“A city that once was” is how I think you can best describe Montevideo. The greatness of the city’s past is apparent as you walk the streets of the city center – old signs and advertisements from the 60’s and even older are still present on the storefronts. Middies Art Deco buildings line the avenues and it takes little imagination to visualize the hustle and bustle of 1920’s Montevideo. That however is where the past and present diverge. While charming and safe, you look around the streets and they seem just a little less kempt and the pace a little slower than Buenos Aires and Santiago - but in a very subtle way. It felt almost gloomy to me – holding onto a shining past without as much optimism for the future. It felt very Argentinian and the Italian influence was everywhere. My curiosity grew in trying to understand what made the city give me such a different perception than I had imagined. I had not done a lot of research up to this point and what I subsequently learned was very interesting and in some ways validated my initial impression.
The origin of Uruguay as a nation is inexorably linked to both Brazil and Argentina. In 1811, the region of Uruguay along with the rest of Argentina won independence from the Spanish empire. As Argentina was trying to form a constitution and assemble a foundation for how the nation was to be governed, those of the region closer to Uruguay were proponents of federalism whereby a large degree of political and economic autonomy was given to each region. However, the rest of Argentina - particularly the power located in Buenos Aires, objected and moved towards a system of unitary centralism. This system was designed to focus the power in the capital and for the country to be run in a much more national sense. In reaction, Uruguay and bordering regions took the city of Montevideo by force and created their own autonomous government. Most of those areas ultimately reverted to Argentina but the seeds of Uruguay’s national identity were sown in the 1815 takeover. A year later, a force of Portuguese troops from neighboring Brazil invaded the country and took over Montevideo by 1817. The Brazilian empire held it peaceably until 1825. Another war of independence from Brazil took place from 1825-1830 until a British brokered treaty gave birth to the country of Uruguay as the independent state we know it as today. It is no wonder how similar it felt to Argentina from a cultural standpoint as it has its roots in both Argentina’s birth and its shared rivalry and distrust of Brazil.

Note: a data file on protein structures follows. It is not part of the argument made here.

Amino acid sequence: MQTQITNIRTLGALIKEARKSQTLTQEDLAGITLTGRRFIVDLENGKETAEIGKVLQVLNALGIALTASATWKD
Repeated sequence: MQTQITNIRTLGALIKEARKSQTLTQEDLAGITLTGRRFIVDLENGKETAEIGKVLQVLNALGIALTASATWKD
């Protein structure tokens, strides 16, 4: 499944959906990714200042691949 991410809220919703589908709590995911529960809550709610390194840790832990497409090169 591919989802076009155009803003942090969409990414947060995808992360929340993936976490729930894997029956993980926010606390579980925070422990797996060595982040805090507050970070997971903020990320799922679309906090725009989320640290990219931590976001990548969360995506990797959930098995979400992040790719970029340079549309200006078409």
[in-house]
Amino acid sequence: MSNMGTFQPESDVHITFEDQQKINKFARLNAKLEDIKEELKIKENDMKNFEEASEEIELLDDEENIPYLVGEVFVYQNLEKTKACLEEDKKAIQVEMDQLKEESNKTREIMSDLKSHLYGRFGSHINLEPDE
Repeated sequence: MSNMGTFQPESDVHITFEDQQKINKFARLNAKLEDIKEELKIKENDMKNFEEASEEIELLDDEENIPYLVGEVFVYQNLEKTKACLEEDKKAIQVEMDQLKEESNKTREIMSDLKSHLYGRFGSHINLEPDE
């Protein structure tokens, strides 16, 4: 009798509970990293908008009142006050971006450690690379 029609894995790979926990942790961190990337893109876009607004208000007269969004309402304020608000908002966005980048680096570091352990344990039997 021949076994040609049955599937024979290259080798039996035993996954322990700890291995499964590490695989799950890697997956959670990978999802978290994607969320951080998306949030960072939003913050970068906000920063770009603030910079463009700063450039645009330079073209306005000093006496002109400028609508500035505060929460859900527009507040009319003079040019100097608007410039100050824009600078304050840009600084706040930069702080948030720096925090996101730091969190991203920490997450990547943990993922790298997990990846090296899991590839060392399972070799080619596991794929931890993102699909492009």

I did some additional research into the current state of Montevideo and discovered that in many ways it is a city in decay. Montevideo is experiencing a population crisis with rapidly aging citizenry. Not only are families having fewer children, but the most talented of the young adults will emigrate to the US, or neighboring Argentina or Brazil in search of better opportunities. This brain drain has served to negatively impact the economy as well as lower tax revenues. The country is very liberal and has a very strong social security program. The declining revenue base has created a large amount of strain in the government’s ability to finance the pensions of the aging population and in many ways the country never recovered from the major recession it suffered along with Argentina in the early 2000’s. Uruguay is not seeing much if any population growth, and the population of Montevideo at 1.3mm has stayed pretty much the same since the 1960’s.
Walking the streets, you could notice the lack of energy in the people and the slow pace of life. Don’t get me wrong here as this post seems negative. The city is beautiful and the people were warm, but it felt like an unpolished version of itself. You can see the rebirth and vibrancy in many of the other big cities within Latin America and the buzz in the air just wasn’t the same. More than anything it was interesting to learn that my uneducated perception of the city on first impression was validated by a closer look at its history and current state of affairs.
Ironically, in staying with the theme of a city that once was, Mandy and I rented an Airbnb in the Palacio Salvo which is one of Montevideo’s icons. Completed in 1928 and standing 100m high, this building for a few decades was the tallest building in South America. We were lucky to occupy one of the four domes on the 19th floor. Sitting one floor below the top of this building, our vantage point provided close to 360 degree views of the city below. The rooms were impeccably furnished and it felt like being in a design magazine. The two days we spent in Montevideo were spent enjoying the views from our apartment and exploring the city. The food was delicious wherever we went and possessed the same steak- heavy, Italian-influenced cuisine of Buenos Aires.
I left Montevideo with a deep yet unique appreciation for it. In its withered buildings and grimy streets, there was a certain beauty to be discerned. While far from its peak, it still had a lot to offer. Something in me knows that there is a bright future in store for Montevideo. There is such a rich and pugnacious birth story of Uruguay. As a country that fought and won its independence from three separate nations to become what it is today – I can’t help but think it has a lot of fight in it left. // Jeff